Finance companies are leaving themselves open to potential lawsuits because they are underestimating the IT security requirements needed to implement the Markets in Financial Instruments Directive (Mifid), experts have warned.
Ambiguities in the directive mean that organisations are leaving decisions on IT security to business analysts, who are less aware of the need to maintain data integrity, said PJ Di Giammarino, chief executive at consultancy JWG-IT.
"The problem is that Mifid does not define accountability or measures for ensuring IT systems are secure," he said. "Maintaining the security of data is implicit in the directive, but it is not made explicit."
Although Mifid does not spell out what steps IT departments should take to secure data, organisations need to be able to show that they have systems in place to ensure that any sensitive data they are holding has not been compromised. Failure to do so could leave organisations exposed to lawsuits.
"Mifid is not simply about retaining and retrieving the records associated with a transaction. It is also about being able to prove that while that data is being held, its integrity has been maintained," said Philip Higgins, executive partner at systems integrator BrookCourt Solutions, which has worked with firms in preparing IT systems for Mifid.
"This is not only about securing IT hardware and software, but also business processes," said Di Giammarino.
However, David Lacey, former head of IT security at Royal Mail, said there were advantages in regulations not being overly prescriptive. "The more prescriptive the guidance, the more likely it is to upset the level playing field across industry. Regulators have to focus on high-level principles that can be implemented in alternative ways.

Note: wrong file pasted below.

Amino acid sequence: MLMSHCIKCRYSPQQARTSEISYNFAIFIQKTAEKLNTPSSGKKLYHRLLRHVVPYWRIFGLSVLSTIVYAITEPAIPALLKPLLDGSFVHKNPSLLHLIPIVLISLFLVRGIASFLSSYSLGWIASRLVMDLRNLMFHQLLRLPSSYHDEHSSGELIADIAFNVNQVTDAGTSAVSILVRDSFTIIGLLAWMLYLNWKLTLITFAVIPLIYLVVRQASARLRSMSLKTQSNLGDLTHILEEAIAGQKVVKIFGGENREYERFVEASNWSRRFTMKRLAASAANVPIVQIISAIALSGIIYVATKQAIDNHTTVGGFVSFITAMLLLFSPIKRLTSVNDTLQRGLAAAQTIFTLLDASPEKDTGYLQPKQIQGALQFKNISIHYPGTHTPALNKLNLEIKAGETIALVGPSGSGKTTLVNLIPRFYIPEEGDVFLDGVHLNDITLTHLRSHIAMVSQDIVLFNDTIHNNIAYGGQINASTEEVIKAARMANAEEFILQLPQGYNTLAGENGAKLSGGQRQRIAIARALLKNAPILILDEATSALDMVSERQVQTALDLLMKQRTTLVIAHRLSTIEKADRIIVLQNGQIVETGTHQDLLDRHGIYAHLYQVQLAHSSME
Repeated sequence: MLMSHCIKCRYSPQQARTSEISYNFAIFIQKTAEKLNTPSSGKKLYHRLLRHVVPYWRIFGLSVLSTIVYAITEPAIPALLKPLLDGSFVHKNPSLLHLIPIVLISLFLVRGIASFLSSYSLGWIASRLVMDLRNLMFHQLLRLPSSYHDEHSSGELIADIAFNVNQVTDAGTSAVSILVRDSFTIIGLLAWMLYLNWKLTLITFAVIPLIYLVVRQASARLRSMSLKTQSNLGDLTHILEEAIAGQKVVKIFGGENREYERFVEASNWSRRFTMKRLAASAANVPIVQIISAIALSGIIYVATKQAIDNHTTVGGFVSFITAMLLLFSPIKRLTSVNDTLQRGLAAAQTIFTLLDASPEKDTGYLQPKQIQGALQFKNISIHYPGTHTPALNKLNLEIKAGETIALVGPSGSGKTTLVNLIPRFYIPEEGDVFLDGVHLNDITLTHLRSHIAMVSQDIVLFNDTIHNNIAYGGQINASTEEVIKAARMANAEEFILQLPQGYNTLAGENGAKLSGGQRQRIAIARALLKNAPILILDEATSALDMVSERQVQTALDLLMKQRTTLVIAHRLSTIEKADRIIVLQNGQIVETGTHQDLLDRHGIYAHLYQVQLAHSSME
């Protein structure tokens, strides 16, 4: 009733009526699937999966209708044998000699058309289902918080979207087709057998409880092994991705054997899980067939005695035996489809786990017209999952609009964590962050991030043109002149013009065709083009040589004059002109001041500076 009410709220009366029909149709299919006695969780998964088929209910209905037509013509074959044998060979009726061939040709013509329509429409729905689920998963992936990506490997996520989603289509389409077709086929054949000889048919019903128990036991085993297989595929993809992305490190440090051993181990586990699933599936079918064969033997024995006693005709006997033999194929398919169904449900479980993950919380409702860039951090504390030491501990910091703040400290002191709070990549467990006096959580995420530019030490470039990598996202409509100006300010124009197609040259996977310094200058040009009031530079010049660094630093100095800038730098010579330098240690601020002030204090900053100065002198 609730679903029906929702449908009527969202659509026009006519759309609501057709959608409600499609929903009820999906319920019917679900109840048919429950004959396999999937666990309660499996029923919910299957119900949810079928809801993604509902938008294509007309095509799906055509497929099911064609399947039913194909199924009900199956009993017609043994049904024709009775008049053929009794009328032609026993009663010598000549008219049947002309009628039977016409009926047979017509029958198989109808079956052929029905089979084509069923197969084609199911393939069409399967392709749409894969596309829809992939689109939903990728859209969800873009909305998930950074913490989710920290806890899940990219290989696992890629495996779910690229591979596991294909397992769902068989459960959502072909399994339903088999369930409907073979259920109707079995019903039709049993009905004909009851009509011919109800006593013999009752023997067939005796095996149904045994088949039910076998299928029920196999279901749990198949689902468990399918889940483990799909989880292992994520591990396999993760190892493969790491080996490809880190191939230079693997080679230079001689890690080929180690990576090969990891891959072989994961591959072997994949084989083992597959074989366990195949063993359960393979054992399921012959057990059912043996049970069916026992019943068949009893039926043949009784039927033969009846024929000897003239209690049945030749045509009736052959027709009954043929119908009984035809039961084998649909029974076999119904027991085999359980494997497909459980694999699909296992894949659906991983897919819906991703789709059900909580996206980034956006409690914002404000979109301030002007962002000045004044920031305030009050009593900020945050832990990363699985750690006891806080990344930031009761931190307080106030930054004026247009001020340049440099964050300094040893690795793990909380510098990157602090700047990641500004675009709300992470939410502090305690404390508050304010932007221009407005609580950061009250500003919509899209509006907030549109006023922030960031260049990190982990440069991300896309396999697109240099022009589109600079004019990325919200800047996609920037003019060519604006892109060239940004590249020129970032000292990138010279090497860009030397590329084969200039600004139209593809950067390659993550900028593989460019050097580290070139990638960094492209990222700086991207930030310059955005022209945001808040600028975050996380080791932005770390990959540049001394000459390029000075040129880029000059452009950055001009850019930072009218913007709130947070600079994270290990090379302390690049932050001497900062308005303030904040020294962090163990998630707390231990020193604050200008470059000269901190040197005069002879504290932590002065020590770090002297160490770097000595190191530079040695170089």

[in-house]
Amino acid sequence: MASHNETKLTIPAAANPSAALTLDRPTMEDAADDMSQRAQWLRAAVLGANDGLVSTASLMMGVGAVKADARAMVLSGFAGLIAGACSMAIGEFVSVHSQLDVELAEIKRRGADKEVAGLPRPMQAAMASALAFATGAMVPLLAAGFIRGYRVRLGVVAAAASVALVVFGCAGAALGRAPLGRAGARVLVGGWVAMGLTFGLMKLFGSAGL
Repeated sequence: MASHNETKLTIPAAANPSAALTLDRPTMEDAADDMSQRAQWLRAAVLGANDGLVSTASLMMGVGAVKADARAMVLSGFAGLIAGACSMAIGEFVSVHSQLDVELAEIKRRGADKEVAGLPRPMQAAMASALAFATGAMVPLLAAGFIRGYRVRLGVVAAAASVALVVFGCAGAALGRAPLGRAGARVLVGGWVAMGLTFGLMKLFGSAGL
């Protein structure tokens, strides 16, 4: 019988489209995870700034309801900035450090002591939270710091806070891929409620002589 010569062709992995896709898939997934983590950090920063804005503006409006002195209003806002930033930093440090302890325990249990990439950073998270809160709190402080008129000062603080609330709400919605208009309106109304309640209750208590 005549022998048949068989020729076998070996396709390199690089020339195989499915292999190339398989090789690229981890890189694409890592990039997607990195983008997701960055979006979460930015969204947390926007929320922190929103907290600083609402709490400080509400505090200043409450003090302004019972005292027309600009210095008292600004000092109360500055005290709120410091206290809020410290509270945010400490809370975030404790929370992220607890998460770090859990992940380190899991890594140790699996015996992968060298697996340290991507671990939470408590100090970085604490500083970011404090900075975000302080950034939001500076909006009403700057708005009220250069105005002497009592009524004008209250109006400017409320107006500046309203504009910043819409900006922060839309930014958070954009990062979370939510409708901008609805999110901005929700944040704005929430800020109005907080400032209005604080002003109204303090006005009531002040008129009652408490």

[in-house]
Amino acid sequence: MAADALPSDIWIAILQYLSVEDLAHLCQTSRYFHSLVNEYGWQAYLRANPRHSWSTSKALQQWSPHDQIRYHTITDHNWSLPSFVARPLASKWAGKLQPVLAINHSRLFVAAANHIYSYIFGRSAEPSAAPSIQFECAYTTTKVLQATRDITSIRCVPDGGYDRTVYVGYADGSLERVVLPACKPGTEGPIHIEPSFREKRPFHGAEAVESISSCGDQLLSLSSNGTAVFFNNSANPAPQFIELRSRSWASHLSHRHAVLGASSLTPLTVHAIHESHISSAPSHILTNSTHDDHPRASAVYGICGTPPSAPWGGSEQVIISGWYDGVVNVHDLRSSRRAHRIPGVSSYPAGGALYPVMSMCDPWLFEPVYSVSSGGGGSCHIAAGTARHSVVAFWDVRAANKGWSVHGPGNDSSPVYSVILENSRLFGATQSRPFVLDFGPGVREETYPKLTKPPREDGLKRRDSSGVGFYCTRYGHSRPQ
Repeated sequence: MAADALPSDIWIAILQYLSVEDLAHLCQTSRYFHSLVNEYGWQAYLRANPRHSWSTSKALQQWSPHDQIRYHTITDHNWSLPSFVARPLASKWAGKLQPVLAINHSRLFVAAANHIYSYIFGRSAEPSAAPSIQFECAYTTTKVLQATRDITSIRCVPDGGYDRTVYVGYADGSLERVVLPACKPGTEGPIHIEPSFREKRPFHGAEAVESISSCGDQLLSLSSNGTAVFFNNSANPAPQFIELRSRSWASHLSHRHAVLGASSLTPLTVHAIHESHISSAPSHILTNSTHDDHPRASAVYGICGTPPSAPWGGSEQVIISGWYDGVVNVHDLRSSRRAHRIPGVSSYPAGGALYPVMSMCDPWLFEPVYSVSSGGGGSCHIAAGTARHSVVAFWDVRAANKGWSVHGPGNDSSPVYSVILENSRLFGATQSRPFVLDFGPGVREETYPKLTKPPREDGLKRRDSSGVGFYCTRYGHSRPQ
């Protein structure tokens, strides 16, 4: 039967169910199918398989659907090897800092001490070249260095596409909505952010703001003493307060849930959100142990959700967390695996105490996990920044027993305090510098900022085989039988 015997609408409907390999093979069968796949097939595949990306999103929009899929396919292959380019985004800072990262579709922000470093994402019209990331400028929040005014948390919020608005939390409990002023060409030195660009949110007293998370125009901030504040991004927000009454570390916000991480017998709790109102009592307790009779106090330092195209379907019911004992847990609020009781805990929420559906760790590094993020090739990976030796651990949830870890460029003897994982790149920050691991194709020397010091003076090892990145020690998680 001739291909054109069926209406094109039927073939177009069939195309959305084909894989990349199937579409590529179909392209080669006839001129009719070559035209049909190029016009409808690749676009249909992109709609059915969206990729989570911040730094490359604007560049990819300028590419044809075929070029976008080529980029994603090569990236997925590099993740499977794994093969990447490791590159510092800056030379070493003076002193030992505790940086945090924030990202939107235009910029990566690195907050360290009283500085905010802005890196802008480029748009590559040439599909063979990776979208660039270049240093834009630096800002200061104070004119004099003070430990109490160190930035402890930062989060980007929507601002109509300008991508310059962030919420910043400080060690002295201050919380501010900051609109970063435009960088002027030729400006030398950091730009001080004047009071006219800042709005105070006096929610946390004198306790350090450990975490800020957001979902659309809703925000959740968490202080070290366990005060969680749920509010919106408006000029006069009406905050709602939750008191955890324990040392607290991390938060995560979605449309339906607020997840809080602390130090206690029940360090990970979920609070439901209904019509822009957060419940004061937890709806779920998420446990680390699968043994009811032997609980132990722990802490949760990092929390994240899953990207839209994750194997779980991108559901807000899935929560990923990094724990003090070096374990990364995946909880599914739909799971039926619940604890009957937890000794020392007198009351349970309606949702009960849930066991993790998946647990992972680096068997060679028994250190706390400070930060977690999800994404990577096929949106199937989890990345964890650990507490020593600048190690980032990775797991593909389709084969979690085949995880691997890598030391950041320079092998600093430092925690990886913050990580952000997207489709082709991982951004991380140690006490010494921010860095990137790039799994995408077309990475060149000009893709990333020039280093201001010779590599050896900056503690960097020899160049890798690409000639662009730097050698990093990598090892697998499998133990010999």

"There is nothing wrong with that. It is just frustrating when you cannot establish what will be adequate," Lacey said.
Specialists have advised companies to implement measures such as restricting employee access to Mifid data, building in the ability to audit what data is consumed by whom and when, and providing incentives to support best practices when handling data.
They should also keep a close eye on how budgets for Mifid compliance are being spent to ensure they are not "throwing away money" on insecure systems, said Di Giammarino.
Mary Knox, research director at analyst firm Gartner, said that Mifid posed risks that required firms to rethink business strategies and restructure their technology architectures, including IT security.
Investment firms that do not comply with Mifid will be closed down, she said.
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